Modern Day Pipeline Picture: Safety

A new report completed by the Association of Oil Pipe Lines and the American Petroleum Institute shows the high priority placed on pipeline safety.
By The Bakken Magazine Staff | September 16, 2016

A new report completed by the Association of Oil Pipe Lines and the American Petroleum Institute shows the high priority placed on pipeline safety, the report’s creators said. “But as an industry, we can always do more,” according to David Murk, pipeline manager for API. “By constantly evaluating our safety programs and activities, learning from past experiences and making timely and adequate adjustments, our industry will continue working towards its goal of zero incidents,” he said.

The 44-page report includes information on pipeline safety principles; safety records including where performance is improving and where challenges remain, and new operation technologies or approaches being implemented for inspecting, monitoring and managing pipeline safety programs.

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By The Numbers

- 207,800 miles of liquids pipeline cross America from production areas to refineries to consumers and manufacturers—a 13 percent increase from 2011 to 2015.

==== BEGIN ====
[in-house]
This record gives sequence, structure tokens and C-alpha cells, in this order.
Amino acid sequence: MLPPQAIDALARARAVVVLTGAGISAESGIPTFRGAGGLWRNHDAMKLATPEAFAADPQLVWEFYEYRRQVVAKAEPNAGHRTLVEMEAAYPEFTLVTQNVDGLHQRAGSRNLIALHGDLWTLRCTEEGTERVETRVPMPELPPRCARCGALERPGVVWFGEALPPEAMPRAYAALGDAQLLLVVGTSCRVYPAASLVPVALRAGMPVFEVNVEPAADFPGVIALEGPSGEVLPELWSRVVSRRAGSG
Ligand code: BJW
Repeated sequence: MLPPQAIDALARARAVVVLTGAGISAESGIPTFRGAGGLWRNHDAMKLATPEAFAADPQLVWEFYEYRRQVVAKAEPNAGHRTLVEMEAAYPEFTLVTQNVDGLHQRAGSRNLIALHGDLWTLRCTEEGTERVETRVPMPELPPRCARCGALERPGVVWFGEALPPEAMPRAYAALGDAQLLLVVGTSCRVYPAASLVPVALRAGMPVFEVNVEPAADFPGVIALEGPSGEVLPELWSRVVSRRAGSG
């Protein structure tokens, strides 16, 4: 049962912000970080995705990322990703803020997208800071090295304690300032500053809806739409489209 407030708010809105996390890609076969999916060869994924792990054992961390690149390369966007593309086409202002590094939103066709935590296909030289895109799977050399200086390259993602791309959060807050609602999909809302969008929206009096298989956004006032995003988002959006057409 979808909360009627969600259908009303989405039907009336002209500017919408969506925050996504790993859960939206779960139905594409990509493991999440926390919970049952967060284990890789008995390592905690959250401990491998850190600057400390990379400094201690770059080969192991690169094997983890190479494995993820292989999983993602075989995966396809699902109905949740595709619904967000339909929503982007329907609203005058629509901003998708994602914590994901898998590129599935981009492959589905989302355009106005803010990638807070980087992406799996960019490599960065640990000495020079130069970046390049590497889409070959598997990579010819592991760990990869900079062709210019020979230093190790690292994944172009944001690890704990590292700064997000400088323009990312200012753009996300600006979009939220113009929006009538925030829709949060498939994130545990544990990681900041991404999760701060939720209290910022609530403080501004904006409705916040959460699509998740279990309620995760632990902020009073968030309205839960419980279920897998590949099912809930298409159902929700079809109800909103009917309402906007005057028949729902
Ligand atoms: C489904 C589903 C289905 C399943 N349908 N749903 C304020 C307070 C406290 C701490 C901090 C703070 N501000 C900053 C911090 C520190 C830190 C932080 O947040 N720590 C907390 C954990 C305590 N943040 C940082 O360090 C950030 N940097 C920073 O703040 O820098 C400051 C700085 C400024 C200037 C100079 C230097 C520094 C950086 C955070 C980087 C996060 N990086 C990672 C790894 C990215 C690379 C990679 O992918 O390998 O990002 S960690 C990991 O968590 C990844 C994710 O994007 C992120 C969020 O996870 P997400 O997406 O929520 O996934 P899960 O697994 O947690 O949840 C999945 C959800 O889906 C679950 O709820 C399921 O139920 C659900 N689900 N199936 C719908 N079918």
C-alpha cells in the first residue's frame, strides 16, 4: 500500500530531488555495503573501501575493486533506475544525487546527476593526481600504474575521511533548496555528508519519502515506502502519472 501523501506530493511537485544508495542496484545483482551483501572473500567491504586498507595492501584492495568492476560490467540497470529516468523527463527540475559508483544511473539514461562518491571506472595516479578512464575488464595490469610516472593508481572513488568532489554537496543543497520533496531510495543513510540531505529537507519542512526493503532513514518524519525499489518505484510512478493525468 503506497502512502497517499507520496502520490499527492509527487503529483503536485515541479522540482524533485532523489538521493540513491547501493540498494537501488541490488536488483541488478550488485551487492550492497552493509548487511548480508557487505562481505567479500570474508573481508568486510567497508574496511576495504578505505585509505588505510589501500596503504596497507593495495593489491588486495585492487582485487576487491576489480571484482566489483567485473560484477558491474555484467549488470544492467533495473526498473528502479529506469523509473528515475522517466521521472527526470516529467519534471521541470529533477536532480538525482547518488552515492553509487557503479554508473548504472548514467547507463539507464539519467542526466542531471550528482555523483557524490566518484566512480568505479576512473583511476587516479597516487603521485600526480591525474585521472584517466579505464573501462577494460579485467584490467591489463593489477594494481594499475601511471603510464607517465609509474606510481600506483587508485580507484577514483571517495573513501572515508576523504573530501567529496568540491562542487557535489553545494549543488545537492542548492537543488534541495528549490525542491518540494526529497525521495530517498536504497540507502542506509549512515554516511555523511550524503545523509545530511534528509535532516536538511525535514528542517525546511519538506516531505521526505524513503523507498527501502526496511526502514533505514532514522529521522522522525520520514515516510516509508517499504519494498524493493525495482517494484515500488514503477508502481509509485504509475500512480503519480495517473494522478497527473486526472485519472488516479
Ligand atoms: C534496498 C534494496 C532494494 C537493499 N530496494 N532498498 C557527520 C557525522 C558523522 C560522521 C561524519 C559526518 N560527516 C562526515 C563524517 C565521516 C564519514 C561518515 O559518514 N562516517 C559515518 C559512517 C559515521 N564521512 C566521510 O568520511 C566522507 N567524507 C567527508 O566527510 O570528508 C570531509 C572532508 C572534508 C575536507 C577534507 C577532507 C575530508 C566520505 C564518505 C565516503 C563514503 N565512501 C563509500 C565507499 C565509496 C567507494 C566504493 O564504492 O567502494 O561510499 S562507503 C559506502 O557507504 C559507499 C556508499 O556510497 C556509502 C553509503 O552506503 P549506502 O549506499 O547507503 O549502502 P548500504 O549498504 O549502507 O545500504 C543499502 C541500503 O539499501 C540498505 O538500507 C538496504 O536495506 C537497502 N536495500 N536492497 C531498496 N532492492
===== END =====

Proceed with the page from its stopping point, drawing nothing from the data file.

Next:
- 72,400 miles of pipeline transport crude oil from production areas to refineries—a 29 percent increase over the past five years.

- 99.9 percent of crude oil and petroleum products delivered by pipeline reach their destination safely.

- 6.9 billion barrels of petroleum products delivered by pipeline in 2014—an 8 percent increase since 2010.

- $2.2 billion—the amount spent by liquids pipeline operators in 2014 for evaluating, inspecting and performing maintenance on their pipeline systems.

- 67,500 miles of pipeline transport natural gas liquids to farmers and industrial manufacturers—a 15 percent increase over the last five years.

- 16.2 million barrels of crude oil and petroleum products delivered by pipeline in 2014—a 20 percent increase since 2010.

- 62,600 miles of pipeline deliver gasoline, diesel and jet fuel to drivers, workers and travelers—a 3 percent increase over the past five years.

- In 2015, 65 percent of pipeline incident releases were less than 5 barrels.